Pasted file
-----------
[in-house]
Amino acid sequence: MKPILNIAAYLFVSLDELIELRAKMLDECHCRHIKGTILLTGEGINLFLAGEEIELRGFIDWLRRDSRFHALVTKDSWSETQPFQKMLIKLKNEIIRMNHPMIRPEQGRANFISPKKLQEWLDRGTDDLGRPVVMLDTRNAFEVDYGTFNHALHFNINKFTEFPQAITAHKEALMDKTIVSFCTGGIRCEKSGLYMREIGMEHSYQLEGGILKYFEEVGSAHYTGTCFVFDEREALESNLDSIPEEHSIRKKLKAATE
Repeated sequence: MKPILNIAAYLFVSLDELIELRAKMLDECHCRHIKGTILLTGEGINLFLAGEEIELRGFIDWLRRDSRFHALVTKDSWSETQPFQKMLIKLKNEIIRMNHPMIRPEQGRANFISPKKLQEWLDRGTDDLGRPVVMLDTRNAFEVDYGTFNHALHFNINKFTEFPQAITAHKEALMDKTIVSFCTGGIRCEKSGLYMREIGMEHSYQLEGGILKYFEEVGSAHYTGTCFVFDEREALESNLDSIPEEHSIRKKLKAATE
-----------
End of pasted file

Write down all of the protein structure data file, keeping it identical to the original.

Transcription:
[in-house]
Amino acid sequence: MKPILNIAAYLFVSLDELIELRAKMLDECHCRHIKGTILLTGEGINLFLAGEEIELRGFIDWLRRDSRFHALVTKDSWSETQPFQKMLIKLKNEIIRMNHPMIRPEQGRANFISPKKLQEWLDRGTDDLGRPVVMLDTRNAFEVDYGTFNHALHFNINKFTEFPQAITAHKEALMDKTIVSFCTGGIRCEKSGLYMREIGMEHSYQLEGGILKYFEEVGSAHYTGTCFVFDEREALESNLDSIPEEHSIRKKLKAATE
Repeated sequence: MKPILNIAAYLFVSLDELIELRAKMLDECHCRHIKGTILLTGEGINLFLAGEEIELRGFIDWLRRDSRFHALVTKDSWSETQPFQKMLIKLKNEIIRMNHPMIRPEQGRANFISPKKLQEWLDRGTDDLGRPVVMLDTRNAFEVDYGTFNHALHFNINKFTEFPQAITAHKEALMDKTIVSFCTGGIRCEKSGLYMREIGMEHSYQLEGGILKYFEEVGSAHYTGTCFVFDEREALESNLDSIPEEHSIRKKLKAATE